Try the Zero-Hour Work Week

How your business could actually grow if you stopped working so hard

Written by Wayne Vanwyck

Let’s assume for a moment that you’re nearing the point of transitioning or selling your business.  Perhaps you should test the waters first to see how well you’d do. Do you have a successor? Do you have the right people in the right roles? Have you mentored and coached them sufficiently? Are they adequately trained to do their jobs? Do the company’s processes run the company, or is it run by the well-intentioned but unpredictable whims of the managers and employees? Can you take a vacation without checking in every day? Do you take your smartphone with you everywhere you go? Are you mentally ready to begin the process of letting go? If you were to become disabled or die prematurely, would your business survive?

These were just some of the questions I was attempting to answer for myself in 2008. The value of taking a sabbatical had been thrust upon me because I had developed a chronic, degenerative muscle disease at the age of 45. And over the next decade, my muscles continued to deteriorate to the point at which mobility was becoming an issue.

I decided to take a sabbatical and travel around North America before my physical challenges got so bad that I couldn’t enjoy the experience. I discussed it with my wife and we made plans to take six months off, buy a recreational vehicle and see the continent.

I had a number of goals in mind for our sabbatical. They included:

  • Travel and do certain activities that were still within my capabilities before my disease made it even more difficult or impossible to do.
  • Give my employees some space and a chance to run the business while I was away. Although I had worked at making the business less dependent on me, I wasn’t sure if I had done everything necessary. This would be a good test.

I was able to reach both these goals. We visited breathtaking places in the U.S. and Canada that we’d never seen before, and my sabbatical did indeed reveal some cracks in the business.

I was thankful we had discovered the problems before it was too late to fix them or before someone offered to buy my business. And I consider the sabbatical one of the most important and rewarding decisions of my life.

The decision was inspired by a speaker I heard at a CEO training session. Craig, a successful entrepreneur from Calgary, had experienced incredible business growth in both revenue and profits and was sharing some secrets with our group. One was to take more time off.

He had complained to his business coach that he was exhausted and working ridiculous hours. When he admitted that he hadn’t had a holiday in years and was feeling burned out, his coach told him to book some time off for a vacation.

“I can’t,” Craig said. “There’s just too much to do!”

His coach was adamant and insisted that Craig start with a three-week holiday.

Craig returned from his vacation with renewed energy and drive, and was surprised to find that his business had done even better while he was away. He continued to increase his time off, and he now takes three months off every year and volunteers his time overseas in a Third World country.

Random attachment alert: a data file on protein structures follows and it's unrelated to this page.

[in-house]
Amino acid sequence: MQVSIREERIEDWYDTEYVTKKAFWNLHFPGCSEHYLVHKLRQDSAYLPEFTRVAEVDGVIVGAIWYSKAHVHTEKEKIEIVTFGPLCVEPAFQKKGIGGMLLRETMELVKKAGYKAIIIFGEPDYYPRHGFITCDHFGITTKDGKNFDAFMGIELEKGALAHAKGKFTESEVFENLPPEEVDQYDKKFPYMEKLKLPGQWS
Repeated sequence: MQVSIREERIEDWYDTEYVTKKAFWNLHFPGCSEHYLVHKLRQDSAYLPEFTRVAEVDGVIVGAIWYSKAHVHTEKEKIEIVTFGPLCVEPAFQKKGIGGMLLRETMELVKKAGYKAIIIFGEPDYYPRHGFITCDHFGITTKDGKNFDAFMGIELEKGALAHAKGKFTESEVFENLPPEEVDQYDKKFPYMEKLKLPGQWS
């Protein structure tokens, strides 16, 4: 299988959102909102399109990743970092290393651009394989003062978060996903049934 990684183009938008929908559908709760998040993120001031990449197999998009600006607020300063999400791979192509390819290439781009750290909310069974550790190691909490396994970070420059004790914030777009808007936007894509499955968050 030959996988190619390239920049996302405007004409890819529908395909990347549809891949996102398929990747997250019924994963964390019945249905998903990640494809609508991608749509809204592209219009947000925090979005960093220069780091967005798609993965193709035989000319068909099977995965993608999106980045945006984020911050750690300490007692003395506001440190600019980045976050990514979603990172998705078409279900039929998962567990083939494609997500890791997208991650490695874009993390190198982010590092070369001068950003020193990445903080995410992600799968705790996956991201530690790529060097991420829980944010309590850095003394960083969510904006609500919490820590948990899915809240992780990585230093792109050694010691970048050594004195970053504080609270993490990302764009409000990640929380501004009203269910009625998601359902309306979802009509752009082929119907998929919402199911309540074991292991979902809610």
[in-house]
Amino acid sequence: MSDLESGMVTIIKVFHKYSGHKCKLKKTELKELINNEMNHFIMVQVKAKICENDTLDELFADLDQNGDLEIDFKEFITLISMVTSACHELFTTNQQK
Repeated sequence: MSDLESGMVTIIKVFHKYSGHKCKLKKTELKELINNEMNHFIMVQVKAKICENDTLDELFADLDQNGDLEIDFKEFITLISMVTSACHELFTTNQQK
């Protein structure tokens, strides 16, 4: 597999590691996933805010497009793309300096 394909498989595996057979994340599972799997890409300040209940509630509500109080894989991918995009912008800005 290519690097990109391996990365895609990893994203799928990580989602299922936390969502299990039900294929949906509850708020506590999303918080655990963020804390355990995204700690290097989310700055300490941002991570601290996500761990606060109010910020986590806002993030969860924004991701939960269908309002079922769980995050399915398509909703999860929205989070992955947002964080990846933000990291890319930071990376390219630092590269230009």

Craig learned that, while he was on vacation, his senior management team felt more empowered to make decisions and were more accountable for their consequences, both good and bad. They rose to the challenge and began making decisions that would have ended up on Craig’s desk had he been around.

He also found that when he returned he had new business insights and creative ideas to share that he wouldn’t have generated had he been in the office with his nose to the grindstone. Those ideas propelled his company to even greater heights, making his time off more valuable to the firm than his daily labour could have ever been.

There are many reasons to take a sabbatical. Stefan Sagmeister owns a design company in New York. As a young man, he decided to close his business for 12 months every seven years and take the time to recharge and reinvigorate himself, his employees and his business. He explains in a TED talk that his greatest design inspirations have come to him as a result of those years off.

Your reasons for taking a sabbatical will be very personal. And I suggest that, in addition to the personal reasons, it can be a reality check for you and your business. Can you do well—can your business do well—if you’re not there every day?

The toughest part of taking a sabbatical is making the decision and commitment to do it. Everything else is just process—figuring out what needs to be done and doing it. And you’ve been doing that for years.

So decide and commit to a sabbatical. You’ll be glad you did.

Wayne Vanwyck is the founder and CEO of The Achievement Centre International in London, Ont., and Callright Marketing Services in Kitchener, Ont. He is the creator of The Business Transition Coach Forum, the author of the best-selling book Pure Selling and his recent book The Business Transition Crisis: Plan Your Succession Now and Beat the Biggest Business Sell-off In History. He has been training and coaching business owners for the past 28 years.

More columns by Wayne Vanwyck

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